Why I rarely use apply
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In this short post, I talk about why I’m moving away from using function apply
.
With matrices
It’s okay to use apply
with a dense matrix, although you can often use an equivalent that is faster.
N < M < 8000 X < matrix(rnorm(N * M), N) system.time(res1 < apply(X, 2, mean))
## user system elapsed ## 0.73 0.05 0.78
system.time(res2 < colMeans(X))
## user system elapsed ## 0.05 0.00 0.05
stopifnot(isTRUE(all.equal(res2, res1)))
“Yeah, there are colSums
and colMeans
, but what about computing standard deviations?”
There are lots of apply
like functions in package {matrixStats}.
system.time(res3 < apply(X, 2, sd))
## user system elapsed ## 0.96 0.01 0.97
system.time(res4 < matrixStats::colSds(X))
## user system elapsed ## 0.2 0.0 0.2
stopifnot(isTRUE(all.equal(res4, res3)))
With data frames
head(iris)
## Sepal.Length Sepal.Width Petal.Length Petal.Width Species ## 1 5.1 3.5 1.4 0.2 setosa ## 2 4.9 3.0 1.4 0.2 setosa ## 3 4.7 3.2 1.3 0.2 setosa ## 4 4.6 3.1 1.5 0.2 setosa ## 5 5.0 3.6 1.4 0.2 setosa ## 6 5.4 3.9 1.7 0.4 setosa
apply(head(iris), 2, identity)
## Sepal.Length Sepal.Width Petal.Length Petal.Width Species ## 1 "5.1" "3.5" "1.4" "0.2" "setosa" ## 2 "4.9" "3.0" "1.4" "0.2" "setosa" ## 3 "4.7" "3.2" "1.3" "0.2" "setosa" ## 4 "4.6" "3.1" "1.5" "0.2" "setosa" ## 5 "5.0" "3.6" "1.4" "0.2" "setosa" ## 6 "5.4" "3.9" "1.7" "0.4" "setosa"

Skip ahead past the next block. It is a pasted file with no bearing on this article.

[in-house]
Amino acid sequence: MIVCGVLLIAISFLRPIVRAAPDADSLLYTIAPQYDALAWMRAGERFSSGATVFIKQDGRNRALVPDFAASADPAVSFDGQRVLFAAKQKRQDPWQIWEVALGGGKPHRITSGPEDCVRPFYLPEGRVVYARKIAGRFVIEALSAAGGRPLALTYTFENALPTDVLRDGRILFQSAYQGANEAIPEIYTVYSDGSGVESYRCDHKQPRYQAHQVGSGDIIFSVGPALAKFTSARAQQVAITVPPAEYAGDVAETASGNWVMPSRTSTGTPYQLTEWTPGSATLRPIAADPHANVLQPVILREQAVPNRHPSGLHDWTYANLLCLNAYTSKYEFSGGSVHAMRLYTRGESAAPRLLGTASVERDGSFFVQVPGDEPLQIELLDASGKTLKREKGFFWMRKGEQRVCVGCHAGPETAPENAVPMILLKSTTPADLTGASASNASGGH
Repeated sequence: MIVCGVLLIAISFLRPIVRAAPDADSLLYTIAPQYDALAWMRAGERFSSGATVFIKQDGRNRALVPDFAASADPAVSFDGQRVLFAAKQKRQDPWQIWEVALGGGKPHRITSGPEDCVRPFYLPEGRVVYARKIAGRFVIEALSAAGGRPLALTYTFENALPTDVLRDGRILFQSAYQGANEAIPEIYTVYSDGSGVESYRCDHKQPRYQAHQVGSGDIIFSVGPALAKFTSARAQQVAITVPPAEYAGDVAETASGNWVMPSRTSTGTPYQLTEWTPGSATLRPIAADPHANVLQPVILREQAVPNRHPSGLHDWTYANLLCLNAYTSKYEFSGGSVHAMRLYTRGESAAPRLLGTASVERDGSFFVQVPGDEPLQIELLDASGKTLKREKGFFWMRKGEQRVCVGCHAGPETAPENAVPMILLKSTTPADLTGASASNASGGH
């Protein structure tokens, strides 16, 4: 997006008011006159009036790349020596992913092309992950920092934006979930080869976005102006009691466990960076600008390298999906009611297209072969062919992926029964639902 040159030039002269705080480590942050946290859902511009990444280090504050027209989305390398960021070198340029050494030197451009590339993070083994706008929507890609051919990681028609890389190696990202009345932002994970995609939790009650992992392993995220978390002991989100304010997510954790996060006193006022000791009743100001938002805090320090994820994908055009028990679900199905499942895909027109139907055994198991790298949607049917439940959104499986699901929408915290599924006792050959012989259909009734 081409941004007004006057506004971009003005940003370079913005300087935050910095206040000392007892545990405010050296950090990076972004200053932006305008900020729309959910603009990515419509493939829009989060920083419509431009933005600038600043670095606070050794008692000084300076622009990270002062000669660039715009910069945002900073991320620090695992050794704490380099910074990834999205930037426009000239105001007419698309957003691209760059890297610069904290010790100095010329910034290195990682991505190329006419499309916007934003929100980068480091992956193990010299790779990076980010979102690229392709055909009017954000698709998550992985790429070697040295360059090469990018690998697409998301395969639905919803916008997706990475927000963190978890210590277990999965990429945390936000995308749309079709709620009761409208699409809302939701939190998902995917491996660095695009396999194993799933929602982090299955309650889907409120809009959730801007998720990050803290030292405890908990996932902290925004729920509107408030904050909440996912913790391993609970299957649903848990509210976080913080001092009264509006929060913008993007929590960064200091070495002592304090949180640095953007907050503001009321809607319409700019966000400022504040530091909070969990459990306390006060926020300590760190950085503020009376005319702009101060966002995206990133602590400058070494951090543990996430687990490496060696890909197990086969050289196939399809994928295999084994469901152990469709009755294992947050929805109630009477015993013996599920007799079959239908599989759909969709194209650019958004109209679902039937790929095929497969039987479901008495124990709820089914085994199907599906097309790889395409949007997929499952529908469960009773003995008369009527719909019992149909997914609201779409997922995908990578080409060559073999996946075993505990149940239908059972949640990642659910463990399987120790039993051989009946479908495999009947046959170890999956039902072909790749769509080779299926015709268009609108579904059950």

A DATA FRAME IS NOT A MATRIX (it’s a list).
The first thing that apply
does is converting the object to a matrix, which consumes memory and in the previous example transforms all data as strings (because a matrix can have only one type).
What can you use as a replacement of apply
with a data frame?

If you want to operate on all columns, since a data frame is just a list, you can use
sapply
instead (ormap*
if you are a purrrist).sapply(iris, typeof)
## Sepal.Length Sepal.Width Petal.Length Petal.Width Species ## "double" "double" "double" "double" "integer"

If you want to operate on all rows, I recommend you to watch this webinar.
With sparse matrices
The memory problem is even more important when using apply
with sparse matrices, which makes using apply
very slow for such data.
library(Matrix) X.sp < rsparsematrix(N, M, density = 0.01) ## X.sp is converted to a dense matrix when using `apply` system.time(res5 < apply(X.sp, 2, mean))
## user system elapsed ## 0.78 0.46 1.25
system.time(res6 < Matrix::colMeans(X.sp))
## user system elapsed ## 0.01 0.00 0.02
stopifnot(isTRUE(all.equal(res6, res5)))
You could implement your own apply
like function for sparse matrices by seeing a sparse matrix as a data frame with 3 columns (i
and j
storing positions of nonnull elements, and x
storing values of these elements). Then, you could use a group_by
summarize
approach.
For instance, for the previous example, you can do this in base R:
apply2_sp < function(X, FUN) { res < numeric(ncol(X)) X2 < as(X, "dgTMatrix") tmp < tapply([email protected], [email protected], FUN) res[as.integer(names(tmp)) + 1] < tmp res } system.time(res7 < apply2_sp(X.sp, sum) / nrow(X.sp))
## user system elapsed ## 0.03 0.00 0.03
stopifnot(isTRUE(all.equal(res7, res5)))
Conclusion
Using apply
with a dense matrix is fine, but try to avoid it if you have a data frame or a sparse matrix.
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